This is such a simple but important question for our pets.  I just wanted to take a minute to type out what I am saying so often during an examination, so that all that information is available to our clients in one place.  Has someone stopped you at the pet store and given their unsolicited advice for what brand of food to pick-up for your precious pet?! It’s not just you – food companies put representatives in the building to make contact and suggestions to sell their brands and well-meaning employees also often have a suggestion or two.  I am just going to lay out what I know and how I make my recommendations here for all to see, since I too, have opinions on these things.

**SPOILER ALERT**The best food for your pet is not necessarily the most expensive and it almost certainly is not the most popular.

My first recommendation is going to be HARD for a lot of people (my family and 3 kids fully included). Home-cooked or pre-packed, human grade, preservative free, food has a lot of benefits.  My go to for this (out of convenience) is the food from Just Food For Dogs. I do not recommend home-cooked without the aid of a veterinary nutritionist.  This undoubtedly is time consuming and expensive or both.  So if you want to home cook yourself, I always recommend you reach out to either the website run by a UC Davis nutritionist ( or via the staff nutritionists or another university level nutrition service.

The benefits of home cooked are not fully understood, but in general my recommendation is based on results from my patients and this idea to reduce preservatives, reduce unnecessary ingredients and to better know what your pet is receiving as well as to reduce some of the behavior aspects associated with highly processed foods (you all know my husband is a dog trainer right? Lol).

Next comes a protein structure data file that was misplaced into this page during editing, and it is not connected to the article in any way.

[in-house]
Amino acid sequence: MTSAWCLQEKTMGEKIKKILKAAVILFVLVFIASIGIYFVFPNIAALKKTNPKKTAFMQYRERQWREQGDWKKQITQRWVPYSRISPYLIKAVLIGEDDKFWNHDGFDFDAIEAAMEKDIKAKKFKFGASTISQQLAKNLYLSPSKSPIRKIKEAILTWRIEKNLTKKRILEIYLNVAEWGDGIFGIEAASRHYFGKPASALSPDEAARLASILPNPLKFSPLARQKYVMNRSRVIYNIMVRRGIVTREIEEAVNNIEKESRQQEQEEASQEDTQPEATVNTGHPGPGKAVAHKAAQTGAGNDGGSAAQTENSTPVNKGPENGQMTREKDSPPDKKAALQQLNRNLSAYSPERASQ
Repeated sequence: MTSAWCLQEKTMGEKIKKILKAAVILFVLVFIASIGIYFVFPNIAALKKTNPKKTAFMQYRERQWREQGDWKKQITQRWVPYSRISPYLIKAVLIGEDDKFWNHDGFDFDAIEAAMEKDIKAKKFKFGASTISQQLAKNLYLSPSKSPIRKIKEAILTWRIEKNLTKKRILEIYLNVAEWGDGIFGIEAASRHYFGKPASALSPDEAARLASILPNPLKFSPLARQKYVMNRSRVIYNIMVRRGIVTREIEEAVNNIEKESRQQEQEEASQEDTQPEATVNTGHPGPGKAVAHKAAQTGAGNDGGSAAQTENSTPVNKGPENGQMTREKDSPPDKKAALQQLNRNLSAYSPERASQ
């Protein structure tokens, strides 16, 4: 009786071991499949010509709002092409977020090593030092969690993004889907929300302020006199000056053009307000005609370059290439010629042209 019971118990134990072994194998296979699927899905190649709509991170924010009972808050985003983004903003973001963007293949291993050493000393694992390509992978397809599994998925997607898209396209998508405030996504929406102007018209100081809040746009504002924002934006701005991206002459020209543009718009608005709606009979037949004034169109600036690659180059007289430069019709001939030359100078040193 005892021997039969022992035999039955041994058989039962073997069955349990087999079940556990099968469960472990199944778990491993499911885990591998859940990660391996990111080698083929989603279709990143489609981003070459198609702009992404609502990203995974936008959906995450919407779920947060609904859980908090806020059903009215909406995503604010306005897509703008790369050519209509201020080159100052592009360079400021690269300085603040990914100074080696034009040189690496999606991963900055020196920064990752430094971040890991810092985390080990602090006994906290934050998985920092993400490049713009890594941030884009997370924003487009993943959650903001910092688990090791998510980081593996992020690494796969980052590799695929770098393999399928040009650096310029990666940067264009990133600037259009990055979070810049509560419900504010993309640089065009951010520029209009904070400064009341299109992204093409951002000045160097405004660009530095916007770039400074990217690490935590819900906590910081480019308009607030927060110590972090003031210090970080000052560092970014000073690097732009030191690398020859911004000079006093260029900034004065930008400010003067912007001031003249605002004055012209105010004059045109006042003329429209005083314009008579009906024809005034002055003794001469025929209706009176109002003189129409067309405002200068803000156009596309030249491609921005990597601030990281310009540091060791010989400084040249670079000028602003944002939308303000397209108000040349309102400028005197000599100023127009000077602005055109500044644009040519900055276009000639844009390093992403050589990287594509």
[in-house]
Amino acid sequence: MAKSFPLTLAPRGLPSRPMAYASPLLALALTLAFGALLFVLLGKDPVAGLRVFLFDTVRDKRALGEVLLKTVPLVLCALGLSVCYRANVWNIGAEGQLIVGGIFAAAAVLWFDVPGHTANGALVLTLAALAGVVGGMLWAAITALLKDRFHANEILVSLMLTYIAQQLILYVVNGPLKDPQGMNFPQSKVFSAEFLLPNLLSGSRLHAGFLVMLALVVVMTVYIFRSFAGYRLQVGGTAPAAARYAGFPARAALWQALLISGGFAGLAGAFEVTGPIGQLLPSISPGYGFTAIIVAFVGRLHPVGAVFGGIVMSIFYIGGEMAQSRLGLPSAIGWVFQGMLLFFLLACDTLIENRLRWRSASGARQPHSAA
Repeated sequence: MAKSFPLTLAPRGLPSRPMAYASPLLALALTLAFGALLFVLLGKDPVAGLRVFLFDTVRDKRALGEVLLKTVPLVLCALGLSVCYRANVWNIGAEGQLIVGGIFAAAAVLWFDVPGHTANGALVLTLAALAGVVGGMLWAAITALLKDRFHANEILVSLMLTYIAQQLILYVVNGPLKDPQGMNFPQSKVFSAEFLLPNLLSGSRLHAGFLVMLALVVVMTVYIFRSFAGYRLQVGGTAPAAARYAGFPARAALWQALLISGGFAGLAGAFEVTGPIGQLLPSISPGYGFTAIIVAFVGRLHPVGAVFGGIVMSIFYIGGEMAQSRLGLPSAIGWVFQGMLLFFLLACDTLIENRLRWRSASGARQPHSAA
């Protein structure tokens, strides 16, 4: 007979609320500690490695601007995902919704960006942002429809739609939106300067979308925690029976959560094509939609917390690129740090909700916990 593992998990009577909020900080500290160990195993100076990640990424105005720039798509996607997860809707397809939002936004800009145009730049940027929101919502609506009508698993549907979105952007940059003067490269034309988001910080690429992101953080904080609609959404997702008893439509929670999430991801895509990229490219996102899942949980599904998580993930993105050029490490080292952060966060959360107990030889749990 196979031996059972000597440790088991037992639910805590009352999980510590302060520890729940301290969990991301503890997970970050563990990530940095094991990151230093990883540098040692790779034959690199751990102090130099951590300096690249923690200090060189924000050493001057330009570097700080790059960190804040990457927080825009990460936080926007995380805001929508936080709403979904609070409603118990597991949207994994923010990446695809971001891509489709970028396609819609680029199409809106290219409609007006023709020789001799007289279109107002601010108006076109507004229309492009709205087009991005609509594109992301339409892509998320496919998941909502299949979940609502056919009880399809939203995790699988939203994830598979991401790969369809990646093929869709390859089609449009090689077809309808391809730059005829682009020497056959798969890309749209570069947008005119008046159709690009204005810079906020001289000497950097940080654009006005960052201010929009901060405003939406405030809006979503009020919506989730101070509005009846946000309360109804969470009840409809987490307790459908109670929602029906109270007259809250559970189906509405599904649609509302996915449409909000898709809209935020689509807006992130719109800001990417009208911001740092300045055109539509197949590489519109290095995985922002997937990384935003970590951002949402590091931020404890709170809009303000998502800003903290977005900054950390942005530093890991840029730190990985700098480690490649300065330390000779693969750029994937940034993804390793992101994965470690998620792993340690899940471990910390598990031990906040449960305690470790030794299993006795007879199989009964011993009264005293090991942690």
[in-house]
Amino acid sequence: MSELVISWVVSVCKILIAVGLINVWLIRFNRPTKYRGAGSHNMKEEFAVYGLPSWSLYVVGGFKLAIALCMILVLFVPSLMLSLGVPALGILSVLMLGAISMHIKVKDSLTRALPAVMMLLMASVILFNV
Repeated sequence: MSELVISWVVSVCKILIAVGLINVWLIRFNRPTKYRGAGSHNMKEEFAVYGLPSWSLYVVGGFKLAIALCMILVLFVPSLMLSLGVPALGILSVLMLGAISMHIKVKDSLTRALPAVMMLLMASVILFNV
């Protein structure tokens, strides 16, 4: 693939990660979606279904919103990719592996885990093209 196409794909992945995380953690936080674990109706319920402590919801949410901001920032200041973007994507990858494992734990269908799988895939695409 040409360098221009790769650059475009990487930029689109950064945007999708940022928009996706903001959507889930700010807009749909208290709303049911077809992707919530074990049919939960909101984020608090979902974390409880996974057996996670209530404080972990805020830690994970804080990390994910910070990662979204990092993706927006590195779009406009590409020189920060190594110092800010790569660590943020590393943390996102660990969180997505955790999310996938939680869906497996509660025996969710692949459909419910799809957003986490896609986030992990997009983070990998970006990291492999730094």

My second recommendation on the list is a manufactured prescription formula diet.  This not only meets the nutritional requirements of our pets, but also is being used like a medication – to reduce the load on a pet or supplement an area that they are lacking.  They are professionally formulated, almost all tested in food trials, and I get to see patients doing well on them year after year. There is some misconception here that Veterinarians are being persuaded by the big manufacturers to sell diets.  I can honestly say, that all I want is what is best for your pet.  We carry prescription diets because who wants to medicate a pet if diet manipulation can take on that role.  It is more economical (you are already buying food) and less stressful.

My third option is going to be what most of us have settled into which is an over the counter kibble or canned diet.  There are SO SO MANY OPTIONS here.  This is because this is a HUGE industry, and just like people, a diet is not a one size fits all.  My prior recommendation has always been, if the diet you are feeding is working, to not try to change it.  While that is still my general recommendation, I can no longer continue to be quiet on the grain-free diets because we have enough evidence to suggest there can be HARM from the grain-free diet craze.